Good morning. I am very pleased to welcome you here today. This conference is part of a first-ever public review by the Federal Open Market Committee of our monetary policy strategy, tools, and communications. We have a distinguished group of experts from academics and other walks of life here to share perspectives on how monetary policy can best serve the public.
早上好。欢迎诸位的到来。本次会议是美联储联邦公开市场委员会 (FOMC) 首次就我们的货币政策策略、工具和沟通举行公开评审的一个环节。会议聚集了来自学界和其他各行各业的顶尖专家，与诸位分享货币政策如何最好地为公众服务的观点。
I’d like first to say a word about recent developments involving trade negotiations and other matters. We do not know how or when these issues will be resolved. We are closely monitoring the implications of these developments for the U.S. economic outlook and, as always, we will act as appropriate to sustain the expansion, with a strong labor market and inflation near our symmetric 2 percent objective. My comments today, like this conference, will focus on longer-run issues that will remain even as the issues of the moment evolve.
While central banks face a challenging environment today, those challenges are not entirely new. In fact, in 1999 the Federal Reserve System hosted a conference titled "Monetary Policy in a Low Inflation Environment." Conference participants discussed new challenges that were emerging after the then-recent victory over the Great Inflation.1 They focused on many questions posed by low inflation and, in particular, on what unconventional tools a central bank might use to support the economy if interest rates fell to what we now call the effective lower bound (ELB). Even though the Bank of Japan was grappling with the ELB as the conference met, the issue seemed remote for the United States. The conference received little coverage in the financial press, but a Reuters wire service story titled "Fed Conference Timing on Inflation Odd, but Useful" emphasized the remoteness of the risk.2 Participants at the conference could not have anticipated that only 10 years later, the world would be engulfed in a deep financial crisis, with unemployment soaring and central banks around the world making extensive use of new strategies, tools, and ways to communicate.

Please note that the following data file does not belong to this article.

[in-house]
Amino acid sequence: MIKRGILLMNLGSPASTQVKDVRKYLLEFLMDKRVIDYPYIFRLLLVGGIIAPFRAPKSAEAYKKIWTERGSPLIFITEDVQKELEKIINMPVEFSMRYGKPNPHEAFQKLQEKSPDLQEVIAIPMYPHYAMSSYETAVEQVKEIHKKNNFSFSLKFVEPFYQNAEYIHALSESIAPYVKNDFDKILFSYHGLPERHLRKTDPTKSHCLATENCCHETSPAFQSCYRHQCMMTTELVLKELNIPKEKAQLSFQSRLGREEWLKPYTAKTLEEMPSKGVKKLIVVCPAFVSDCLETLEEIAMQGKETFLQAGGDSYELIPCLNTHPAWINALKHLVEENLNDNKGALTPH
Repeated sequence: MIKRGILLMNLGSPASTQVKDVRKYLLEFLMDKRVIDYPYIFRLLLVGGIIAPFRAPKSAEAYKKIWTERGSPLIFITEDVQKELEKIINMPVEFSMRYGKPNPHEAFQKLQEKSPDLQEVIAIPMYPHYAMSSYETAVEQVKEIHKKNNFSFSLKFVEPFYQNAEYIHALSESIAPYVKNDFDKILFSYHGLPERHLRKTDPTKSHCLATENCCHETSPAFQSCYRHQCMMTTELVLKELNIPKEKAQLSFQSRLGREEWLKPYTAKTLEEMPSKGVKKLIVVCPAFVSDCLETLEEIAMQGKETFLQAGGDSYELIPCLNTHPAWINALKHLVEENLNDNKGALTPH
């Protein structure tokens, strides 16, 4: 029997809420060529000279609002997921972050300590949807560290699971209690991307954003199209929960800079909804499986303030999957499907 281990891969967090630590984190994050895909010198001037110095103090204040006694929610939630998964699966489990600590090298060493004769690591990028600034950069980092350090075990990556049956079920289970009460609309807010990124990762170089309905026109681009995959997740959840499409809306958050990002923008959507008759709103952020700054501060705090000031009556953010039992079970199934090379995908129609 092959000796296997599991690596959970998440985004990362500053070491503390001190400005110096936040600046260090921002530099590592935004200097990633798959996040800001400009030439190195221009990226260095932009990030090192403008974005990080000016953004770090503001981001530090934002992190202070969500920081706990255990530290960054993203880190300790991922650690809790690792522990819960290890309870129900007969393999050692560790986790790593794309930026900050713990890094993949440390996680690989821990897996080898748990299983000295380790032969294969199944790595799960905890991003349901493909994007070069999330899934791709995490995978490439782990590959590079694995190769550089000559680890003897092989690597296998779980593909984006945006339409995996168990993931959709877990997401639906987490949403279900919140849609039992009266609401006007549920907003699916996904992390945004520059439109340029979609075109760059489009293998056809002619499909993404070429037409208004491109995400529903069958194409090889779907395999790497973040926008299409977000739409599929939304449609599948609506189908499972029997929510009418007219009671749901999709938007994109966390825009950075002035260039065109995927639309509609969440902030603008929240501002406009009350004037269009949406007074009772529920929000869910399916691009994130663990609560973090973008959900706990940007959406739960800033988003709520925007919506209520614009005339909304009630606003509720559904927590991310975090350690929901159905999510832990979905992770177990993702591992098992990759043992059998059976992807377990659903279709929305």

虽然中央银行目前面临一个充满挑战的环境，但这些挑战对我们并非完全陌生。事实上，在1999年美联储主办了一次题为“低通胀环境下的货币政策”的会议。与会者讨论了当时刚刚战胜大通胀后出现的新挑战。他们关注的是低通胀带来的许多问题，特别是如果利率下降到我们现在称之为有效下限 (ELB) 的水平，中央银行可能会用什么非常规工具来支持经济。尽管日本央行在会议召开期间正努力解决ELB带来的问题，但这个问题对当时的美国而言似乎遥不可及。该次会议在财经媒体上几乎没有得到报道，路透社的报道题为“美联储会议对通货膨胀关注的时机奇怪、但有用“，报道中强调我们距离风险还远。当时的与会者无法预料到，在仅仅10年后，世界将陷入严重金融危机，失业率飙升，世界各地的中央银行广泛使用新的策略、工具和沟通方式。
The next time policy rates hit the ELB—and there will be a next time—it will not be a surprise. We are now well aware of the challenges the ELB presents, and we have the painful experience of the Global Financial Crisis and its aftermath to guide us. Our obligation to the public we serve is to take those measures now that will put us in the best position deal with our next encounter with the ELB. And with the economy growing, unemployment low, and inflation low and stable, this is the right time to engage the public broadly on these topics.